Any living creature can be an artist!
By Nhi ‘Jenny’ Vo, Production Assistant
The DSU provides Douglas students with amazing things: free food and student clubs. My favourite perks from the DSU are the fun college events. Back in the good old days, we used to have BBQ parties or movie nights where the DSU would give out popcorn, burgers, or mac-and-cheese. Since the “you-know-what”, they have been doing their best to bring back those events online. I have attended a few: a self-defense workshop, guided meditation, animal therapy, and so on. As the Other Press’ second-best designer who loves creating good art, I find virtual painting nights are the most fascinating of them all.
To paint, we obviously need some paints, unless you’re a weird New York artist who paints with your own blood. We also need a canvas and some brushes. Fortunately, you don’t need to go to Michael’s and get these supplies; the DSU will ship the necessities straight to your door like they’re Amazon. Hence, you need to sign up for the event in advance, as registration closes a week before. If you follow the DSU on social media (@thedsu6), they are likely to post approximately 10 stories per day about the event so you can’t really miss it. When the DSU sends out your supplies, you will receive a UPS link to track your package of supplies and extra goodies (told you they are Amazon). In addition, you’ll need to prepare a glass of water, a dish or a palette, and some napkins.
The DSU partners up with Paint Star Party—a Coquitlam-based company that organizes painting events. The artist owner, Cheyenne Williams, teaches us to create the artwork step-by-step. She is super friendly, encouraging, and patient as we go through each step of the painting. She gives us instructions on how to mix different colours, which brush is the best to use, and how we can “save” the painting if we accidentally make it a little bit unusual. Unlike college classes, most of the students find the painting class’ pace manageable and are able to finish their painting within the time frame of two hours. In the end, we all turn on our cameras and show each other what we have painted. Even though everybody follows the same steps, the outcomes can be very distinctive. For example, in this desert scene, we have different sizes of cacti, different messages on our signs, and different mountain shades.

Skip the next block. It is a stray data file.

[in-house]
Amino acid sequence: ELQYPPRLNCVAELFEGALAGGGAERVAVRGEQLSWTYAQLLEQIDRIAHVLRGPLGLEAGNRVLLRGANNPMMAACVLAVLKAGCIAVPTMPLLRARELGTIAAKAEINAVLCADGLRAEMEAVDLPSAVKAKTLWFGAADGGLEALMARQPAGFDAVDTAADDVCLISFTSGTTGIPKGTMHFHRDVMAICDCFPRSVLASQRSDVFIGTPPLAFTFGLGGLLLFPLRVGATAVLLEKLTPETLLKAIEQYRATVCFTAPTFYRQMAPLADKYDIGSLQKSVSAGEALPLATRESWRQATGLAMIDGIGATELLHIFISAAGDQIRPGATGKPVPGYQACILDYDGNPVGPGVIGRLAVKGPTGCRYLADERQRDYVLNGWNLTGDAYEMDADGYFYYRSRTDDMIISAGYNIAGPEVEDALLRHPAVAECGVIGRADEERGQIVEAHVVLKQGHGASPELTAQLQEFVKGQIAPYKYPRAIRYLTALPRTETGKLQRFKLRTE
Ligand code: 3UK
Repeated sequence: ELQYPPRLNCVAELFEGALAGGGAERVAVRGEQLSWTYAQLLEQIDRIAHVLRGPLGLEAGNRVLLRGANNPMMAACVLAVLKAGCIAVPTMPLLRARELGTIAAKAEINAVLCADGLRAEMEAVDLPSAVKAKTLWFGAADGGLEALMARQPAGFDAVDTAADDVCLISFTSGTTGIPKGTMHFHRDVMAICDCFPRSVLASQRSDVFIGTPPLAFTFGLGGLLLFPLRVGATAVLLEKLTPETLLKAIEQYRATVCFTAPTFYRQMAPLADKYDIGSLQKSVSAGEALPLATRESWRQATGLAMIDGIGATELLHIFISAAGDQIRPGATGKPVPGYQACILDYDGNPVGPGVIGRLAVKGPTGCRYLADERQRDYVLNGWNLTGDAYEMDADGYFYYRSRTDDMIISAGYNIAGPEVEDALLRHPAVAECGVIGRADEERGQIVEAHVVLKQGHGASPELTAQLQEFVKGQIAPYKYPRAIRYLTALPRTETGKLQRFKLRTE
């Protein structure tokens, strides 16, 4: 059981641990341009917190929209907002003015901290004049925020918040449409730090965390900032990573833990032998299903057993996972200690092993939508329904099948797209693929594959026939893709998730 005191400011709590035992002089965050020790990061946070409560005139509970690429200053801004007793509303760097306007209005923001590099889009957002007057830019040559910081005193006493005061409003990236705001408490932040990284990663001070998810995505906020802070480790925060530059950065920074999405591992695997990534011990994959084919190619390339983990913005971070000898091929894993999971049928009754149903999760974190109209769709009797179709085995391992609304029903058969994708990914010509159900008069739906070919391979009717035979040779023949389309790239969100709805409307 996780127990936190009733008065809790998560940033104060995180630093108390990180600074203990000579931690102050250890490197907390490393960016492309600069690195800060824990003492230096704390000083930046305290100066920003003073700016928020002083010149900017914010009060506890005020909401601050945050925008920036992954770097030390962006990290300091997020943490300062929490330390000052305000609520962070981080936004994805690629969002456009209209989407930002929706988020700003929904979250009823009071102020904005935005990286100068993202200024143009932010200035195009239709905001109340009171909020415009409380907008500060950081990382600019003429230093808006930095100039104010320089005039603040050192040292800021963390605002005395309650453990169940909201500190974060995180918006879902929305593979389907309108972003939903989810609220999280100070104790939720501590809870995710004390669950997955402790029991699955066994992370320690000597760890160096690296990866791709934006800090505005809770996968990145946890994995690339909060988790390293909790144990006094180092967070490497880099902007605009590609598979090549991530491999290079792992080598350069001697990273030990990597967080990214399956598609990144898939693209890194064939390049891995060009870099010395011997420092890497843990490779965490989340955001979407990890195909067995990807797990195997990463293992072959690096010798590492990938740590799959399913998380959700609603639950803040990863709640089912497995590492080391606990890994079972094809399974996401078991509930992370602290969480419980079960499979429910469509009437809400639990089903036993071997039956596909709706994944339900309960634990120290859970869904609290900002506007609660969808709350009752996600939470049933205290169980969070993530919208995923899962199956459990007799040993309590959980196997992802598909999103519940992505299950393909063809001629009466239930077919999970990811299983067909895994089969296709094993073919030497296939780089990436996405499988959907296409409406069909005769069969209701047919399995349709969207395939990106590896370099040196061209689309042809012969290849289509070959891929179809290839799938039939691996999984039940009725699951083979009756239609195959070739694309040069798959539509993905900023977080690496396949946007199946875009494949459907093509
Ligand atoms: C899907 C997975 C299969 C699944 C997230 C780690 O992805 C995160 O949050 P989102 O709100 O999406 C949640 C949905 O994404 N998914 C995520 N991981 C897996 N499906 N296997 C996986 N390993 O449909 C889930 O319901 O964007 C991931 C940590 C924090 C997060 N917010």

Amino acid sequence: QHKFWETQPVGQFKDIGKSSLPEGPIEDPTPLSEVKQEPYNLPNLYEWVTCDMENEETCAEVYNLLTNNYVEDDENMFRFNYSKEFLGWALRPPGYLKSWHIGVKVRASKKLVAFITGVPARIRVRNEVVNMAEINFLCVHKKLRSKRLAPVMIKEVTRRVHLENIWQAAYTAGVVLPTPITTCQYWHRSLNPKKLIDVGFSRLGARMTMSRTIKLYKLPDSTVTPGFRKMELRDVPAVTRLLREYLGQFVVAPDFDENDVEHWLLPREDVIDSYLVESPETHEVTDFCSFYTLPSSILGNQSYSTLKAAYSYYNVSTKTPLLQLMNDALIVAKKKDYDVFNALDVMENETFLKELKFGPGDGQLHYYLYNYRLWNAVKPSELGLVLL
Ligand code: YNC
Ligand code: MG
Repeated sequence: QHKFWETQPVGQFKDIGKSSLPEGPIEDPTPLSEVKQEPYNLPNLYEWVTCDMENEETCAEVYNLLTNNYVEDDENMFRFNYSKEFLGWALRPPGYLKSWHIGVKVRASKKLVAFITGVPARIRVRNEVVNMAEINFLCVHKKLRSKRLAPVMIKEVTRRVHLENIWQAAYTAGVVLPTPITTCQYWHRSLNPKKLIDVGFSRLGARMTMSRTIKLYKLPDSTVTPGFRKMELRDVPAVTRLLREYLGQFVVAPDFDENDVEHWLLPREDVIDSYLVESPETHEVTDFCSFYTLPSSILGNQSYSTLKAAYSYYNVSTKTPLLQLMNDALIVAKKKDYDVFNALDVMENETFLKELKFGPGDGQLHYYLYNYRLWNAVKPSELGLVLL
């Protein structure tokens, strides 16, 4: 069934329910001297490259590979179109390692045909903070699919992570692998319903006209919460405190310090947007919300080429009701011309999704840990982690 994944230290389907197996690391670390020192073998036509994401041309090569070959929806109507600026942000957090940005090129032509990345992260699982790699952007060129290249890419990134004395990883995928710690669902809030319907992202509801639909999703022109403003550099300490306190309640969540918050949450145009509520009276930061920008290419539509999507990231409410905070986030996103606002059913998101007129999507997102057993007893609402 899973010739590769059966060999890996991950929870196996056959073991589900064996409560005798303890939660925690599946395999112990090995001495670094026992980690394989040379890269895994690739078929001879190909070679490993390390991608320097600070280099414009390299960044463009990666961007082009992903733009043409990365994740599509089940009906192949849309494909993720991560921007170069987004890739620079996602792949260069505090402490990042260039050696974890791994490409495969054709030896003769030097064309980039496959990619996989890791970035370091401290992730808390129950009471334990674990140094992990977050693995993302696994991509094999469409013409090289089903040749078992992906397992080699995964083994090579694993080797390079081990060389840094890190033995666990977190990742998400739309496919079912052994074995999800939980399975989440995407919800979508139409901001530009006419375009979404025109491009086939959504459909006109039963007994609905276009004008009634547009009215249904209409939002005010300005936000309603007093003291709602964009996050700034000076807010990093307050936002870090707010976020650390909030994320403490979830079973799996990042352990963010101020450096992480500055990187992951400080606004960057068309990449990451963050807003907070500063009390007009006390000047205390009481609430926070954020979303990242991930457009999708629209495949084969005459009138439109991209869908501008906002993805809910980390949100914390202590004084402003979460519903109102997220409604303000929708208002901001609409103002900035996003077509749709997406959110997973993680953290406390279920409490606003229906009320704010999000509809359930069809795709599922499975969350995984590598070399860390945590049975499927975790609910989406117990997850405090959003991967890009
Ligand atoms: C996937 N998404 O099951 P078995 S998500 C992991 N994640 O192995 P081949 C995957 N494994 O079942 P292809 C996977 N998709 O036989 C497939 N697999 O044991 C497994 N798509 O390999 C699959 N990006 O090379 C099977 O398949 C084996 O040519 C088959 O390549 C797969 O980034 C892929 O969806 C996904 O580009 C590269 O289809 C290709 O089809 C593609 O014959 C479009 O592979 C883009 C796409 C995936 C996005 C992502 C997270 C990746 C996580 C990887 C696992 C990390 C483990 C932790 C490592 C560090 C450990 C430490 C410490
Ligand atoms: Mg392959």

Personally, from zero to Vincent van Gogh, I’d say my painting level is a two. “C’mon dude! Your layouts are incredible!” said the OP’s readers. Yes, of course, I do know that I make stunning newspaper layouts, but painting a picture from scratch is a far cry from that. In my first Virtual Painting Night, I was super anxious at every brushstroke as I was afraid that I would somehow “ruin” my painting. “That’s not how you’re supposed to do it, idiot,” said Jenny several times. I didn’t quite believe that I could actually paint. However, as I have attended more of these events, I have been feeling much more confident. I wouldn’t say that I’ll have works displayed at the Lourve, but I can look at my paintings with a huge grin. Finally, after four Virtual Painting Nights, I can write this article and proudly show you what I have created. I do believe that any living creature can create a masterpiece, including the elephants in Thailand. FYI, Thai elephants can paint better than me!
The DSU is very likely to coordinate another Painting Night in the fall semester. By then, if it is safe again, we can all gather on campus and paint our bums off! Don’t be afraid to sign up to try painting for the first time. As the legendary Bob Ross says: “We don’t make mistakes, just happy little accidents.”